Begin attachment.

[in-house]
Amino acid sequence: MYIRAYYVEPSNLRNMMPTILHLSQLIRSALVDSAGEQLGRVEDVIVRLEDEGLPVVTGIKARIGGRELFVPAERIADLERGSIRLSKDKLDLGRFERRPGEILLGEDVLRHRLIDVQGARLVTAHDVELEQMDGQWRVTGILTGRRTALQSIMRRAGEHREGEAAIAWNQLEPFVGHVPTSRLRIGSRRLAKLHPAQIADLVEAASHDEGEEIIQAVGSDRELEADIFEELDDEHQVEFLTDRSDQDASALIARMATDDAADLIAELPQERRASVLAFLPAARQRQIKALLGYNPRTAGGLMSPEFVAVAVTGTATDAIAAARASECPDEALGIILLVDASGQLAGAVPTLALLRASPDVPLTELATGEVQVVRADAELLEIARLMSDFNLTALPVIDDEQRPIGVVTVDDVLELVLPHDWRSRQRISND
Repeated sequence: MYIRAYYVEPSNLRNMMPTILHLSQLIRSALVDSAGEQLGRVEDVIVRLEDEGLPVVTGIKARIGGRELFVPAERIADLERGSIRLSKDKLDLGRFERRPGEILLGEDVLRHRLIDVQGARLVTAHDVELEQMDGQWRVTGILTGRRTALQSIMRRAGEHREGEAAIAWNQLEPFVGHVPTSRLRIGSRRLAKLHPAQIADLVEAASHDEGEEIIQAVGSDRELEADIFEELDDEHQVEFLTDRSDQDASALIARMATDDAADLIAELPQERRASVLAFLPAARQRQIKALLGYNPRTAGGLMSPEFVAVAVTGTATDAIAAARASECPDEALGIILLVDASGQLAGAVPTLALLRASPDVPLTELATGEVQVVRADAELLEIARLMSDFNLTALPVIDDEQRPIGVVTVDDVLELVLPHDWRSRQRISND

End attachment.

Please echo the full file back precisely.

[in-house]
Amino acid sequence: MYIRAYYVEPSNLRNMMPTILHLSQLIRSALVDSAGEQLGRVEDVIVRLEDEGLPVVTGIKARIGGRELFVPAERIADLERGSIRLSKDKLDLGRFERRPGEILLGEDVLRHRLIDVQGARLVTAHDVELEQMDGQWRVTGILTGRRTALQSIMRRAGEHREGEAAIAWNQLEPFVGHVPTSRLRIGSRRLAKLHPAQIADLVEAASHDEGEEIIQAVGSDRELEADIFEELDDEHQVEFLTDRSDQDASALIARMATDDAADLIAELPQERRASVLAFLPAARQRQIKALLGYNPRTAGGLMSPEFVAVAVTGTATDAIAAARASECPDEALGIILLVDASGQLAGAVPTLALLRASPDVPLTELATGEVQVVRADAELLEIARLMSDFNLTALPVIDDEQRPIGVVTVDDVLELVLPHDWRSRQRISND
Repeated sequence: MYIRAYYVEPSNLRNMMPTILHLSQLIRSALVDSAGEQLGRVEDVIVRLEDEGLPVVTGIKARIGGRELFVPAERIADLERGSIRLSKDKLDLGRFERRPGEILLGEDVLRHRLIDVQGARLVTAHDVELEQMDGQWRVTGILTGRRTALQSIMRRAGEHREGEAAIAWNQLEPFVGHVPTSRLRIGSRRLAKLHPAQIADLVEAASHDEGEEIIQAVGSDRELEADIFEELDDEHQVEFLTDRSDQDASALIARMATDDAADLIAELPQERRASVLAFLPAARQRQIKALLGYNPRTAGGLMSPEFVAVAVTGTATDAIAAARASECPDEALGIILLVDASGQLAGAVPTLALLRASPDVPLTELATGEVQVVRADAELLEIARLMSDFNLTALPVIDDEQRPIGVVTVDDVLELVLPHDWRSRQRISND